And pretty soon you are talking about real money. What I’m concerned about is an economic reinforcing feedback loop similar to the climate change loop that is accelerating warming. For instance, as warming melts ice and snow which reflects the sun, dark colored earth or sea, which absorb more heat, become exposed, thus intensifying the cycle.
Now we have the figurative printing presses of the fed and treasury running full speed making more than two trillion dollars of new money. Part of it is being used to buy treasury bonds with the purpose of increasing liquidity; that is, there’ll be more cash to lend in case anybody wants to borrow it. The other half will be used to exchange good (though somewhat depreciated) cash for toxic trash investments. The purpose of that is to relieve the banks of responsibility for stupid decisions and incidentally give them a lot more leeway to reward fantastic bonuses for spectacular failure. Without their ‘best and brightest’ where would the banks be today?
By the way, the
The money press run immediately caused the dollar to slide 4% against the Yen and Euro. When the value of the dollar goes down, the cost of imported commodities - food, industrials – goes up to compensate. This also causes the trade deficit to go up requiring the
Either way, printing money or borrowing, inflation will be the result. Inflation combined with today’s very low interest rates are bad for savers: saving needs to replace borrowing and spending if the
While it’s true that some people understand the severity of the present downturn as equal to the Great Depression, the general feel for tackling the problem relies on thinking of it as just one more recession, albeit a grave one. That thinking allows the pundits, including some I have a lot of respect for, to use statistics like debt as a percentage of GDP to justify these great public expenditures, saying the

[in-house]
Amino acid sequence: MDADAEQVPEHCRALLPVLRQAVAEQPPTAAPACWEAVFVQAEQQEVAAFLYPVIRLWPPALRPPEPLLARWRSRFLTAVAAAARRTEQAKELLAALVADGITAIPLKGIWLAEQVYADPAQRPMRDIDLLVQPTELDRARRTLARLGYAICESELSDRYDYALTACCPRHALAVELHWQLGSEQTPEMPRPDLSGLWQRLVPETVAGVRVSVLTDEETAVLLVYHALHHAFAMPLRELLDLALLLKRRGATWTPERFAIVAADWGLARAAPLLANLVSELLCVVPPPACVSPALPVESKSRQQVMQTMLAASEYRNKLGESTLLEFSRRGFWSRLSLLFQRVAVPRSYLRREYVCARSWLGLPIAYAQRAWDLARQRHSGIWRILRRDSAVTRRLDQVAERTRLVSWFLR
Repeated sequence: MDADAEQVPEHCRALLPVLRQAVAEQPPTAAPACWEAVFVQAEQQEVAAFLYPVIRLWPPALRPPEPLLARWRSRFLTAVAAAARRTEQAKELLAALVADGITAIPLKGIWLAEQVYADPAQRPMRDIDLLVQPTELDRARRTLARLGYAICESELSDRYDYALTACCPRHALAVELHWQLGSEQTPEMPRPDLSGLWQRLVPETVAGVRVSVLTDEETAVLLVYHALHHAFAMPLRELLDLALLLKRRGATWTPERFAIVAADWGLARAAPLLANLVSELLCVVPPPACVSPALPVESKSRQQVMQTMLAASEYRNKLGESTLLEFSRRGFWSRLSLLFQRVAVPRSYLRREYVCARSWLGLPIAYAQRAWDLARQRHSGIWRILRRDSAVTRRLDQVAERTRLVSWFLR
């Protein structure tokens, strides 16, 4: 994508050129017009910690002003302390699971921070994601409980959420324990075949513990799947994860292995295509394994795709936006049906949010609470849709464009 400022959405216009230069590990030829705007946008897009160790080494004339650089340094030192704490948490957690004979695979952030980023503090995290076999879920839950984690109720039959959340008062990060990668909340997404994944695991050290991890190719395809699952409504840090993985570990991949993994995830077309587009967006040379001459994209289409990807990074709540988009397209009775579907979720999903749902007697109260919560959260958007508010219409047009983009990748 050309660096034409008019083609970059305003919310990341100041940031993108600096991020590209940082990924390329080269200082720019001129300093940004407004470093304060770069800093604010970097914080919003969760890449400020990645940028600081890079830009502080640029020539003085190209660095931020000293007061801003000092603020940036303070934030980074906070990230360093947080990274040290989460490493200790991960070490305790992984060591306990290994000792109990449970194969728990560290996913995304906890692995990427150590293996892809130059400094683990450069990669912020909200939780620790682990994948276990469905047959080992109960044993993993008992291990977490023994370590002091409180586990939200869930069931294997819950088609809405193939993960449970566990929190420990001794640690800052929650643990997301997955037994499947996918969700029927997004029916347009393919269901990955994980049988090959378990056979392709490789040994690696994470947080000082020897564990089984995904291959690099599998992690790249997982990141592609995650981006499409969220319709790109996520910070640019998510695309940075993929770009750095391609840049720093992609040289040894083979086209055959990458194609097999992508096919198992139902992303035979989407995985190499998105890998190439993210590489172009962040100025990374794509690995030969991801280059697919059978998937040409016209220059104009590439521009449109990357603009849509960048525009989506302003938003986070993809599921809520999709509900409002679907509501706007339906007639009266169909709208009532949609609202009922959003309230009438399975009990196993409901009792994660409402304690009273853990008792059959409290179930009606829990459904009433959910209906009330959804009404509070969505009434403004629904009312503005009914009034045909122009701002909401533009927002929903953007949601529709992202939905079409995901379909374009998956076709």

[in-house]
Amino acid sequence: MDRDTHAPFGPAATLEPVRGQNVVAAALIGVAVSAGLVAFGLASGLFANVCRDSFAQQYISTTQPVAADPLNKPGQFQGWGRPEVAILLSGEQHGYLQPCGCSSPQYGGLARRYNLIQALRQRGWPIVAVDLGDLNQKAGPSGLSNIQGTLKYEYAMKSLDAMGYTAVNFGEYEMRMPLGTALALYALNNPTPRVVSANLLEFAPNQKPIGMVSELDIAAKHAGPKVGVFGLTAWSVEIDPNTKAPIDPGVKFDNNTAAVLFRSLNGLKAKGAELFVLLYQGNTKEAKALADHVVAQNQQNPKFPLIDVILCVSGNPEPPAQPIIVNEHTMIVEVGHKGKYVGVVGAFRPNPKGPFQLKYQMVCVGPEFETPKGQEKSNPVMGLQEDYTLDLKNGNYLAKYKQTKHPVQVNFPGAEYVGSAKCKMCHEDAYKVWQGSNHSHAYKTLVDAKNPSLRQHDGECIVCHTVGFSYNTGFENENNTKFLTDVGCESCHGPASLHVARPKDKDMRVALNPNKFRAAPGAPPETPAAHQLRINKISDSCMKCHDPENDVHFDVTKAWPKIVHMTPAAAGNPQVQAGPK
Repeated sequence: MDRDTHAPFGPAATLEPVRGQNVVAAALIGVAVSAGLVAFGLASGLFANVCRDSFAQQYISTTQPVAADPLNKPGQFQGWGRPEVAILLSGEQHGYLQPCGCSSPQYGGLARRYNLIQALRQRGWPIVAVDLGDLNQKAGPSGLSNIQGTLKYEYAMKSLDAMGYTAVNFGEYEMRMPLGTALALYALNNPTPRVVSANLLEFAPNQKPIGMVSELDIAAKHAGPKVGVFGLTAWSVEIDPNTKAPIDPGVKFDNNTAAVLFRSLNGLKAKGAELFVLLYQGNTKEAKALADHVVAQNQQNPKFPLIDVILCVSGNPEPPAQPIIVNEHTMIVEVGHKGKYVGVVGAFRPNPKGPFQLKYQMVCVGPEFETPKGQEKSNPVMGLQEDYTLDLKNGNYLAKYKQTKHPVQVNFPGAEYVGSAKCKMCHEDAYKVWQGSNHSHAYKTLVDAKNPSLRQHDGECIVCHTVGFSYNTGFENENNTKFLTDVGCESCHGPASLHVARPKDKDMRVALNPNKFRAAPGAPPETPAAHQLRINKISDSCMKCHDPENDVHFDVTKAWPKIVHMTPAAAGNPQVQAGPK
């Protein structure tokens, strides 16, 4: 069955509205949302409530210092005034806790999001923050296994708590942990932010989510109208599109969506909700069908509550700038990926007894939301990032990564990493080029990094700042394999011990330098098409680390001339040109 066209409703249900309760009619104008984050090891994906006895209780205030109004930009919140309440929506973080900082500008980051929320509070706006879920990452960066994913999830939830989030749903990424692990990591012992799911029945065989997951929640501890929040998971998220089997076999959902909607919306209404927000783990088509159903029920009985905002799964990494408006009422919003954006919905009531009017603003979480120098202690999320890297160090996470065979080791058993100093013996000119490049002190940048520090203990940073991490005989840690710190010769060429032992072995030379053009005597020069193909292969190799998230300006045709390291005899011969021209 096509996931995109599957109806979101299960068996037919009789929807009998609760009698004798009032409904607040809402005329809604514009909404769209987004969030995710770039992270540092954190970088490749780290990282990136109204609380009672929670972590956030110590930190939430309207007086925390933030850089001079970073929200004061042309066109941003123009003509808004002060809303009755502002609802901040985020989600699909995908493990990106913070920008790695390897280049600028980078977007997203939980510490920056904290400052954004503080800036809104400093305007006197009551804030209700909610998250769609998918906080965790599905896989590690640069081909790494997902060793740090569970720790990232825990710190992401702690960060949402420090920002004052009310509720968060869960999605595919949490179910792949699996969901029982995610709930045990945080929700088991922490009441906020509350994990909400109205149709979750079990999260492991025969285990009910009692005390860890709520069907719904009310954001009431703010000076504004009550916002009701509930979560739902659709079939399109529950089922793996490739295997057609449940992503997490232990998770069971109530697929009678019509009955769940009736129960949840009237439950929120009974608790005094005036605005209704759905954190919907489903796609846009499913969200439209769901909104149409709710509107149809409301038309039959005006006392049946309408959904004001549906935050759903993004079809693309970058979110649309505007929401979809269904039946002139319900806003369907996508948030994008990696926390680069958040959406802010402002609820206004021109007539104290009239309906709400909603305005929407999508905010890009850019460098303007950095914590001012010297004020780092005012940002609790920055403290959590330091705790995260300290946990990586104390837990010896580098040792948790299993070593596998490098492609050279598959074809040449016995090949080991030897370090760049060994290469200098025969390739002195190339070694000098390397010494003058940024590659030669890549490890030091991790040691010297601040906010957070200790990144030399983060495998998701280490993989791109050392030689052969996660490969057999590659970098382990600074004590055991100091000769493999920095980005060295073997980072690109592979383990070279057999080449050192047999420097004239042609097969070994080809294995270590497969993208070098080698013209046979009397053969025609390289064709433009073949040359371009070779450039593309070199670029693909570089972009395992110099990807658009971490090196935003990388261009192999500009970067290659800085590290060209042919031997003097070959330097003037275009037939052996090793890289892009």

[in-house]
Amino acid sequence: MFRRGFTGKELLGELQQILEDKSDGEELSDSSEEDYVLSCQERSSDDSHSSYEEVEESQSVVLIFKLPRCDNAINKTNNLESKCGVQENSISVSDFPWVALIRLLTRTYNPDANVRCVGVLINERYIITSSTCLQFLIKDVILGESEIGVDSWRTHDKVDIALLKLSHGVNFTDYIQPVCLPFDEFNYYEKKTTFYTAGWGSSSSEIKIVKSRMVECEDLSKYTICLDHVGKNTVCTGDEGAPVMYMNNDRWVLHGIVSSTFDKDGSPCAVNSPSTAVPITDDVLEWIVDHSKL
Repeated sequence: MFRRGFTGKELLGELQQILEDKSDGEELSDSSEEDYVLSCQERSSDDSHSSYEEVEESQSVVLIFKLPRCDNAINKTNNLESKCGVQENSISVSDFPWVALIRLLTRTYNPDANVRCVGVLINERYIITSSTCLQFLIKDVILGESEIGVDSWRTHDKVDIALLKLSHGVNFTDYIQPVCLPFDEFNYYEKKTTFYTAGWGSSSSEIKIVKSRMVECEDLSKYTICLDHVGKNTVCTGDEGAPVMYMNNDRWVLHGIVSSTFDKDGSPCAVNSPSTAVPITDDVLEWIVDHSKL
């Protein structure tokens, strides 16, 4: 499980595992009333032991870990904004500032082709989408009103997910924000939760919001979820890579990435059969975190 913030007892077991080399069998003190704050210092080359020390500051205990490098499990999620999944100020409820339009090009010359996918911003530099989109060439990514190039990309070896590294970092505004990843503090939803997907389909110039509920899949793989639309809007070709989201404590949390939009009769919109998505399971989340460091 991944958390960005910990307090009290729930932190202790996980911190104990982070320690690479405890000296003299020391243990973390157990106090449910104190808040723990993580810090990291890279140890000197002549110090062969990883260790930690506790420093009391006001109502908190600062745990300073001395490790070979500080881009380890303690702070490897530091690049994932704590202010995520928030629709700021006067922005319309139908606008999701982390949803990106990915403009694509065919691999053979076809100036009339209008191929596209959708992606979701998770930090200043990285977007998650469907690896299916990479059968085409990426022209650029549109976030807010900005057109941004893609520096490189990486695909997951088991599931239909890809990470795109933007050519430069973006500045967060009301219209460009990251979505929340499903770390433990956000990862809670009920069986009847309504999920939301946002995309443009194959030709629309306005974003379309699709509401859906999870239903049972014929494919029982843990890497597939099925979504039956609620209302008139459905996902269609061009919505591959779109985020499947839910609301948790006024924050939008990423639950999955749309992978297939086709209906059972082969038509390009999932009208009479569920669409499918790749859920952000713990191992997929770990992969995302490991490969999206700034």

Yes, but the population of the
Yes, but the US owes its senior citizens nearly three trillion dollars because it’s been borrowing from the Social Security Trust Fund for the past 25 years, using the excess received from payroll taxes to pad its general budget; funding, for instance, it’s wars and tax cuts for the wealthy. Very soon the extra 200 billion dollars a year from payroll taxes it has had access to will reverse and the government will have to start paying that back further stressing the budget.
A perfect storm is brewing for the
Prevailing wisdom says don’t worry about the debt, all we have to do is get the economy back on track and tax revenues will increase to cover it. But what if the economy isn’t resusitatable? What if it stays in the doldrums and then food prices spike? There are a lot of conditions that could bring that about. What happens if commodities like oil rise again? It’s still a limited resource and we’re still using it up at a fast pace, even if not as fast as during boom times.
I fear Obama, as smart and well-intentioned as a president can be, is making all the wrong moves. The only consolation is that everyone else who might’ve occupied that office in his stead would’ve reacted at least as poorly. Still, not much consolation when the perfect storm hits.